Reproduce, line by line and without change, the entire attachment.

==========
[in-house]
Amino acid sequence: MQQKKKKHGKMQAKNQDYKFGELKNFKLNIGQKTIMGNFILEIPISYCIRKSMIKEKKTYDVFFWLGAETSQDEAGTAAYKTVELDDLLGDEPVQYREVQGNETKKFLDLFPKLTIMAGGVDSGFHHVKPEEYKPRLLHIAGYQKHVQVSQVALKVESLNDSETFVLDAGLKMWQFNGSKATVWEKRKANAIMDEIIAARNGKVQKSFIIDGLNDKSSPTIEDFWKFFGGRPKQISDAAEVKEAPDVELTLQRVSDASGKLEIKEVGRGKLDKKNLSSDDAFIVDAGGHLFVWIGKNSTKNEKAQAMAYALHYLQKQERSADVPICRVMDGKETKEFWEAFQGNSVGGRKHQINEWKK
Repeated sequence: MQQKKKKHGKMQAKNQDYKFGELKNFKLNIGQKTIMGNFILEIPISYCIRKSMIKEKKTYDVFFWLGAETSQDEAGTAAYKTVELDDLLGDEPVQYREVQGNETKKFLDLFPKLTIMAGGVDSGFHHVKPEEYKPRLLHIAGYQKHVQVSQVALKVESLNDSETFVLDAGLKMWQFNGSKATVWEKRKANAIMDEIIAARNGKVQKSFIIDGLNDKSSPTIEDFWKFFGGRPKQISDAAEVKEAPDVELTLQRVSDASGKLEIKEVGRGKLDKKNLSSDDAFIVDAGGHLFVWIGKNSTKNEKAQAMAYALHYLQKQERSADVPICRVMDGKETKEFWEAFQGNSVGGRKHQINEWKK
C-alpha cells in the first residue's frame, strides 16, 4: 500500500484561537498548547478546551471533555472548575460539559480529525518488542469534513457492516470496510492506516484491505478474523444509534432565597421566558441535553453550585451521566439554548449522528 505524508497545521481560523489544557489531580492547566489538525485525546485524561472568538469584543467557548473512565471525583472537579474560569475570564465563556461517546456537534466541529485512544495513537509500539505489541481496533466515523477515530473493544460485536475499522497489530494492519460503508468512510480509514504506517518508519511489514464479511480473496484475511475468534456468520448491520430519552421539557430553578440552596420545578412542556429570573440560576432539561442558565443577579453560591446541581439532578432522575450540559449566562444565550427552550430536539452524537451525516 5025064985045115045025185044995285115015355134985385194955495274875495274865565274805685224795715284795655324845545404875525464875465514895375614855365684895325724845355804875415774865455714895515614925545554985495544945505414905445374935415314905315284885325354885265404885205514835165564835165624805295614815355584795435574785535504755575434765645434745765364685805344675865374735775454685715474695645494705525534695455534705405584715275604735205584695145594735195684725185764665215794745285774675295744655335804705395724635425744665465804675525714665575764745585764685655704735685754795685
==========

[in-house]
Amino acid sequence: MQQKKKKHGKMQAKNQDYKFGELKNFKLNIGQKTIMGNFILEIPISYCIRKSMIKEKKTYDVFFWLGAETSQDEAGTAAYKTVELDDLLGDEPVQYREVQGNETKKFLDLFPKLTIMAGGVDSGFHHVKPEEYKPRLLHIAGYQKHVQVSQVALKVESLNDSETFVLDAGLKMWQFNGSKATVWEKRKANAIMDEIIAARNGKVQKSFIIDGLNDKSSPTIEDFWKFFGGRPKQISDAAEVKEAPDVELTLQRVSDASGKLEIKEVGRGKLDKKNLSSDDAFIVDAGGHLFVWIGKNSTKNEKAQAMAYALHYLQKQERSADVPICRVMDGKETKEFWEAFQGNSVGGRKHQINEWKK
Repeated sequence: MQQKKKKHGKMQAKNQDYKFGELKNFKLNIGQKTIMGNFILEIPISYCIRKSMIKEKKTYDVFFWLGAETSQDEAGTAAYKTVELDDLLGDEPVQYREVQGNETKKFLDLFPKLTIMAGGVDSGFHHVKPEEYKPRLLHIAGYQKHVQVSQVALKVESLNDSETFVLDAGLKMWQFNGSKATVWEKRKANAIMDEIIAARNGKVQKSFIIDGLNDKSSPTIEDFWKFFGGRPKQISDAAEVKEAPDVELTLQRVSDASGKLEIKEVGRGKLDKKNLSSDDAFIVDAGGHLFVWIGKNSTKNEKAQAMAYALHYLQKQERSADVPICRVMDGKETKEFWEAFQGNSVGGRKHQINEWKK
C-alpha cells in the first residue's frame, strides 16, 4: 500500500484561537498548547478546551471533555472548575460539559480529525518488542469534513457492516470496510492506516484491505478474523444509534432565597421566558441535553453550585451521566439554548449522528 505524508497545521481560523489544557489531580492547566489538525485525546485524561472568538469584543467557548473512565471525583472537579474560569475570564465563556461517546456537534466541529485512544495513537509500539505489541481496533466515523477515530473493544460485536475499522497489530494492519460503508468512510480509514504506517518508519511489514464479511480473496484475511475468534456468520448491520430519552421539557430553578440552596420545578412542556429570573440560576432539561442558565443577579453560591446541581439532578432522575450540559449566562444565550427552550430536539452524537451525516 5025064985045115045025185044995285115015355134985385194955495274875495274865565274805685224795715284795655324845545404875525464875465514895375614855365684895325724845355804875415774865455714895515614925545554985495544945505414905445374935415314905315284885325354885265404885205514835165564835165624805295614815355584795435574785535504755575434765645434745765364685805344675865374735775454685715474695645494705525534695455534705405584715275604735205584695145594735195684725185764665215794745285774675295744655335804705395724635425744665465804675525714665575764745585764685655704735685754795685